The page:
Types of Underground CablesTypes of Underground Cables
Types of Underground Cables
Types of underground cables

This article describes the various types of underground cables used for power transmission from the generating station to the distribution substation. Unlike overhead transmission lines, underground cables are laid below the ground surface in areas where using overhead lines is impractical, difficult, or dangerous. These cables are commonly employed in densely populated areas, and although their initial cost is higher compared to overhead transmission lines of similar capacity, they offer numerous advantages.

Types of Underground Cables Based on Voltage Rating

The classification of underground cables is determined by the system voltage at which they operate. The voltage rating is a crucial factor that influences the level of insulation, current carrying capacity, and impedance of the cables. Here are the different types based on voltage rating:

Low-voltage cables: These cables operate at voltages up to 1kV.

High-voltage cables: Designed for operating voltages up to 11kV.

Super tension cables: Capable of handling operating voltages up to 33kV.

Extra High tension cables: Designed for operating voltages up to 66kV.

Extra super voltage cables: Used for operating voltages beyond 132kV.

Higher voltage cables are preferred for power transmission as they allow stepping up the generated voltage to reduce current and efficiently transmit power. Higher voltage levels result in thinner cables, reducing weight, installation costs, and impedance.

Types of Underground Cables Based on Number of Conductors

The classification of underground cables based on the number of conductors considers factors such as the intended load, voltage drop, continuous current rating, and earth fault loop impedance. Here are some common types:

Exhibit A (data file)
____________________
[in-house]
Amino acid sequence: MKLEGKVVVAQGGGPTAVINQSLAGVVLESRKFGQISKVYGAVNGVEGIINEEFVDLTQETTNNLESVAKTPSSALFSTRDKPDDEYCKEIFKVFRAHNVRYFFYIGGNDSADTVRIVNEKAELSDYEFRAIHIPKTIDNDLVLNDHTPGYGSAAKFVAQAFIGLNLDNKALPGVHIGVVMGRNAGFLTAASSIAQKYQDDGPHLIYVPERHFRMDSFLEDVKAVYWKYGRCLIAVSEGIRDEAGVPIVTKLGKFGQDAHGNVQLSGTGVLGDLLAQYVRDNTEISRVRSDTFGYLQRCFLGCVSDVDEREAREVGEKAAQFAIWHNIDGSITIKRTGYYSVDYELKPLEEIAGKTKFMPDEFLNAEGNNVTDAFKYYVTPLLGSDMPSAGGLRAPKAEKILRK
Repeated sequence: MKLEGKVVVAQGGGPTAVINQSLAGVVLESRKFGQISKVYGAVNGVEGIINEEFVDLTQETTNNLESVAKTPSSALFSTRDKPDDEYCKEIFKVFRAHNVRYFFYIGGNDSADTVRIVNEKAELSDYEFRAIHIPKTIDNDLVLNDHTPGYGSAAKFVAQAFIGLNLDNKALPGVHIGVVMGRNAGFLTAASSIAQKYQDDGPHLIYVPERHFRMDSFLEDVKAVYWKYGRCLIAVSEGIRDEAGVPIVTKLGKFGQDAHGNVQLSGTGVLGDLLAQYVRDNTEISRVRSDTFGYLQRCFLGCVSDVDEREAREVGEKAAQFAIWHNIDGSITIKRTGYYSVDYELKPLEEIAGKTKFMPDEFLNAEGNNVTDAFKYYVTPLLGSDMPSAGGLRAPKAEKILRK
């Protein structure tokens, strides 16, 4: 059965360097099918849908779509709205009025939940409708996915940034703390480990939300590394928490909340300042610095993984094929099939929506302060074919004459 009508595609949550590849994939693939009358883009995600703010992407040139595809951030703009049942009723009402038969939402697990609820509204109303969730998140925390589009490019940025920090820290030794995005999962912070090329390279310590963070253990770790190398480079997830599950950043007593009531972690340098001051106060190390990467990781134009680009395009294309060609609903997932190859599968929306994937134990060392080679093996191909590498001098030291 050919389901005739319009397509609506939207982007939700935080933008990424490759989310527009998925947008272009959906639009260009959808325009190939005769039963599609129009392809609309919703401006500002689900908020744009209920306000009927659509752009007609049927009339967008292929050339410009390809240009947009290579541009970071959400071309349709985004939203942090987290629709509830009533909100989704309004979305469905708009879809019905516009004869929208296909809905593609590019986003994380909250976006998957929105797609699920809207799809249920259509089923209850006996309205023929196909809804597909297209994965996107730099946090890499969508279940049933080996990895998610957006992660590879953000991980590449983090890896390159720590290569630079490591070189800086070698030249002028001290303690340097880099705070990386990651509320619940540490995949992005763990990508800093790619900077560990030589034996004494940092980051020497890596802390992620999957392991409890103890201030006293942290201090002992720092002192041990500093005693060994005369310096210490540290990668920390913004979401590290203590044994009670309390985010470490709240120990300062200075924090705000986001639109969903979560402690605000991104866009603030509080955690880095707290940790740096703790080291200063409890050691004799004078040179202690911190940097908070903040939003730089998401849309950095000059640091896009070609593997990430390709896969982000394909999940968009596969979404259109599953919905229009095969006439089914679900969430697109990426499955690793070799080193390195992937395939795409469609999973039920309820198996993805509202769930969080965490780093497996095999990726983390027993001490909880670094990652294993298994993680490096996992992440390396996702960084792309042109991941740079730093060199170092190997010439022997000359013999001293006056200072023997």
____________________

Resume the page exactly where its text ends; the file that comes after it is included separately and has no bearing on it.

3-Core Cables: These cables are used for perfectly balanced three-phase systems where the three-phase currents are equal in magnitude and have a 120-degree phase angle. No neutral conductor is required since the three-phase loads are identical.

3.5-Core Cables: These cables have a neutral conductor and are used at higher voltages. They can handle out-of-balance currents in systems with non-identical loads, where the neutral conductor carries the imbalance current.

4 Core Cables: These cables are used in systems with high out-of-balance currents and non-linear loads. The neutral conductor in these cables has the same thickness as the main conductor since it carries a significant amount of current.

5 and 6-Core Cables: These cables are employed in systems where the out-of-balance or neutral current is larger than the phase currents. Underground cables typically use 3 or 4 core configurations.

Types of Underground Cables Based on Insulation

Insulation plays a crucial role in underground cables as it ensures the safety of internal conductors from external factors and facilitates safe handling. Different insulating materials, such as paper, rubber, PVC, and cross-linked polyethylene, are utilized based on their dielectric strength. Here are some common insulating materials and their dielectric strengths: